Rekindle the spark
Spend time just getting to know each other again. Each of you might do little things that will make the other feel loved. Restoring your emotional intimacy will make it easier to move to the next step of physical intimacy.
Start reconnecting physically with an exploration of each other's bodies that avoids the genitals entirely (sensate focusing). The goal is not orgasm. Instead, you're learning more about what feels good to you and to your partner.
Sexual intercourse is just one way to satisfy your need for human closeness. Intimacy can be expressed in many different ways.
- Touch. Exploring your partner's body through touch is an exciting way to express your sexual feelings. This can include holding hands, cuddling, fondling, stroking, massaging and kissing. Touch in any form increases feelings of intimacy.
- Self-stimulation. Masturbation is a normal and healthy way to fulfill your sexual needs. One partner may use masturbation during mutual sexual activity if the other partner is unable to be very active.
- Oral sex. It can be an alternative or supplement to traditional intercourse.
- Different positions. Lie side by side, kneel or sit. Look in your library or bookstore for a guide that describes and illustrates different ways to have intercourse. If you're embarrassed to get this kind of book locally, try an online book retailer.
- Vibrators and lubricants. A vibrator can add pleasure without physical exertion. If lack of natural lubrication is a problem, over-the-counter lubricants can prevent pain from vaginal dryness.
Intimacy can be more satisfying if you plan for it in advance. Make a date with your partner, picking a time of day when you have the most energy and the least pain.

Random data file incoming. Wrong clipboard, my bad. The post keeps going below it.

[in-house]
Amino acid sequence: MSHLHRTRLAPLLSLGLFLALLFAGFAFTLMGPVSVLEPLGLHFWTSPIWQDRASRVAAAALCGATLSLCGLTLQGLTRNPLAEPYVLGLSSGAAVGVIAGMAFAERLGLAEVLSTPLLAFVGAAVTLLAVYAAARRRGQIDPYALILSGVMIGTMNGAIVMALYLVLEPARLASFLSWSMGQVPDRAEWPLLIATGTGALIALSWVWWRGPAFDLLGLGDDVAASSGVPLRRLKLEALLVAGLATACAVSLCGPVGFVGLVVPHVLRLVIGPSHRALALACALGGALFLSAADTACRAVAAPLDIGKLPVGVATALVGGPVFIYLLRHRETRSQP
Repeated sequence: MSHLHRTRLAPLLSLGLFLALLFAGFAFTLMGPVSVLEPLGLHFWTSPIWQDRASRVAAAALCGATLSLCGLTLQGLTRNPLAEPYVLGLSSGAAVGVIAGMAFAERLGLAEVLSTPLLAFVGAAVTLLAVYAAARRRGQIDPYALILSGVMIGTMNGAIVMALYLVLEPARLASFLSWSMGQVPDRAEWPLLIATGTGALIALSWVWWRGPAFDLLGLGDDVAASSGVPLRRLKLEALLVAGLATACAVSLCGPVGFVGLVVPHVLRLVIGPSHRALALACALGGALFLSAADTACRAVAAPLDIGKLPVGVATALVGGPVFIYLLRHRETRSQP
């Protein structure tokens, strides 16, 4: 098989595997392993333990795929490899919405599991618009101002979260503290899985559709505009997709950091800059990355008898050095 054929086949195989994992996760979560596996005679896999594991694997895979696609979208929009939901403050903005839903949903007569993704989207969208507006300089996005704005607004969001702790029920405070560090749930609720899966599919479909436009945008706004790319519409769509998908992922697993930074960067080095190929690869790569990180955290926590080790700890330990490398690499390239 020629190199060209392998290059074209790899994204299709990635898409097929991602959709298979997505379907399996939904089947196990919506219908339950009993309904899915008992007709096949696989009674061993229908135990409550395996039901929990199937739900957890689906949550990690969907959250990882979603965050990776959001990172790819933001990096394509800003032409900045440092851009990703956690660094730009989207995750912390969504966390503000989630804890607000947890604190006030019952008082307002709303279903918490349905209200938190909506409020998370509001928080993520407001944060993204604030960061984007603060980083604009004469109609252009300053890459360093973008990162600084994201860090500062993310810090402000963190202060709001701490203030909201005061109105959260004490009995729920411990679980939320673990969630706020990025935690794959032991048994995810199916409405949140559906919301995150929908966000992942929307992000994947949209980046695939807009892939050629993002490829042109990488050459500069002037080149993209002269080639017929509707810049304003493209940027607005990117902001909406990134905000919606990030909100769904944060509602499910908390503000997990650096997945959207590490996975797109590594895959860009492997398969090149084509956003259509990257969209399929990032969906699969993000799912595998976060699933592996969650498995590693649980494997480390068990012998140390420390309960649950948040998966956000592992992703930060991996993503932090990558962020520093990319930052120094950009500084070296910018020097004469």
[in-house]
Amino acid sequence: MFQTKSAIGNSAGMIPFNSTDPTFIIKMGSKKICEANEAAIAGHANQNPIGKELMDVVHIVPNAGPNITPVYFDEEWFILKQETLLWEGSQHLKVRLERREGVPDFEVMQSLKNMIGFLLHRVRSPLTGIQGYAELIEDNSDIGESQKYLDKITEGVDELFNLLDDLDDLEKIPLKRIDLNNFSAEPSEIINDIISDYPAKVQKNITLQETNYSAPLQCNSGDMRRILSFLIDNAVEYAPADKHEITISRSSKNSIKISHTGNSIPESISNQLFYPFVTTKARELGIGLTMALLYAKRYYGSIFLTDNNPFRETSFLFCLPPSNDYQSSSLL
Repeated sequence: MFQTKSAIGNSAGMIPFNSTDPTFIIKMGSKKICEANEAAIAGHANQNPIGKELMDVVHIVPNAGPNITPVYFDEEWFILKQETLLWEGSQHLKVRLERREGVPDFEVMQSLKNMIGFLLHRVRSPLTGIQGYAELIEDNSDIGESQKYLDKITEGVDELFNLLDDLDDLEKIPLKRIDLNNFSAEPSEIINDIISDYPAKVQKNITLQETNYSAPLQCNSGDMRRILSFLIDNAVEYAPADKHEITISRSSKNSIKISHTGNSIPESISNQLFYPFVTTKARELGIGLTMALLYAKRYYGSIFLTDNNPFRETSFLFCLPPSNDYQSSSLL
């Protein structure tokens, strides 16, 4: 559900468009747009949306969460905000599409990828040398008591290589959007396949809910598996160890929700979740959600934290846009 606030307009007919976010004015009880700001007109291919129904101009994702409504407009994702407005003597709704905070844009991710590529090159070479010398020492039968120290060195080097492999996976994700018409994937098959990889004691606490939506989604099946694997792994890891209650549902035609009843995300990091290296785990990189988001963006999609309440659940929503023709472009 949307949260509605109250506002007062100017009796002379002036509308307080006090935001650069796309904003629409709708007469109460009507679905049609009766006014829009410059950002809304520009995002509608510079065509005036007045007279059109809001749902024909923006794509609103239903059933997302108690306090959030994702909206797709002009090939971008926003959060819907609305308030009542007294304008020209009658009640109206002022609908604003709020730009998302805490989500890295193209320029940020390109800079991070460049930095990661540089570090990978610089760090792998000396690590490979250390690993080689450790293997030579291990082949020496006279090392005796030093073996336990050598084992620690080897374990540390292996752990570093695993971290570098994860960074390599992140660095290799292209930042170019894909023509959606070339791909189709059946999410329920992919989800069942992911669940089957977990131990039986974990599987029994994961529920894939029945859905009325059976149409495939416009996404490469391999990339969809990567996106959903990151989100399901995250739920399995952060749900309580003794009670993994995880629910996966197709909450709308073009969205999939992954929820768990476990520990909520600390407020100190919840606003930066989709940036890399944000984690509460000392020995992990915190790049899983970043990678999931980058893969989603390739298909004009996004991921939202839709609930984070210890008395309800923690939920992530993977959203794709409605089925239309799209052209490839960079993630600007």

Take your pain medication well in advance so that its effectiveness will peak when you need it. Limit the amount of alcohol you drink and avoid using tobacco in any form. Alcohol and tobacco can impair sexual function.
Give yourself plenty of time to try new things. Try to stay relaxed and keep your sense of humor. Focus on the journey, not the destination. If you encounter setbacks, try not to become discouraged or focus on the negative. Keep trying.
Worth the effort
Intimacy can actually make you feel better. The body's natural painkillers, called endorphins, are released during touch and sex. And the closeness you feel during lovemaking can help you feel stronger and better able to cope with your chronic pain.
Feb. 21, 2017
- Sex and arthritis. American College of Rheumatology. http://www.rheumatology.org/I-Am-A/Patient-Caregiver/Diseases-Conditions/Living-Well-with-Rheumatic-Disease/Sex-Arthritis. Accessed Dec. 20, 2016.
- Sexuality for the man with cancer. American Cancer Society. http://www.cancer.org/treatment/treatmentsandsideeffects/physicalsideeffects/sexualsideeffectsinmen/sexualityfortheman/index. Accessed Dec. 20, 2016.
- LeFort SM, et al. Sex and intimacy. In: Living a Healthy Life With Chronic Pain. Boulder, Colo.: Bull Publishing Company; 2015.
- Butler Tobah Y (expert opinion). Mayo Clinic, Rochester, Minn. Dec. 29, 2016.